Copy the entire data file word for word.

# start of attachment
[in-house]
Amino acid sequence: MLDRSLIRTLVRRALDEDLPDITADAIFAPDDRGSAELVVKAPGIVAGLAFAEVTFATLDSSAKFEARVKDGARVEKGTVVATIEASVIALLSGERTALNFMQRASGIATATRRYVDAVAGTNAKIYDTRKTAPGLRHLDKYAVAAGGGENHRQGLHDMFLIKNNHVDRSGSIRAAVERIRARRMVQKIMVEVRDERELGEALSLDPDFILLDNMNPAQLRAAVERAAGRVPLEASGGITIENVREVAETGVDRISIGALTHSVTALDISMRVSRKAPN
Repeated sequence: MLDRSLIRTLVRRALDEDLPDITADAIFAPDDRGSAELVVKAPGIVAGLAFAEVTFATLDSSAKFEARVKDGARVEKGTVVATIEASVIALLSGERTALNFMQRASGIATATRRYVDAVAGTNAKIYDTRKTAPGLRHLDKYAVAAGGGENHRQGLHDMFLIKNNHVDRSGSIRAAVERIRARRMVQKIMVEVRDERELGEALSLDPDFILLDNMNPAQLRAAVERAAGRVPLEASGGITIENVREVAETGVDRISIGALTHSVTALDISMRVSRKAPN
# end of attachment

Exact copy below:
[in-house]
Amino acid sequence: MLDRSLIRTLVRRALDEDLPDITADAIFAPDDRGSAELVVKAPGIVAGLAFAEVTFATLDSSAKFEARVKDGARVEKGTVVATIEASVIALLSGERTALNFMQRASGIATATRRYVDAVAGTNAKIYDTRKTAPGLRHLDKYAVAAGGGENHRQGLHDMFLIKNNHVDRSGSIRAAVERIRARRMVQKIMVEVRDERELGEALSLDPDFILLDNMNPAQLRAAVERAAGRVPLEASGGITIENVREVAETGVDRISIGALTHSVTALDISMRVSRKAPN
Repeated sequence: MLDRSLIRTLVRRALDEDLPDITADAIFAPDDRGSAELVVKAPGIVAGLAFAEVTFATLDSSAKFEARVKDGARVEKGTVVATIEASVIALLSGERTALNFMQRASGIATATRRYVDAVAGTNAKIYDTRKTAPGLRHLDKYAVAAGGGENHRQGLHDMFLIKNNHVDRSGSIRAAVERIRARRMVQKIMVEVRDERELGEALSLDPDFILLDNMNPAQLRAAVERAAGRVPLEASGGITIENVREVAETGVDRISIGALTHSVTALDISMRVSRKAPN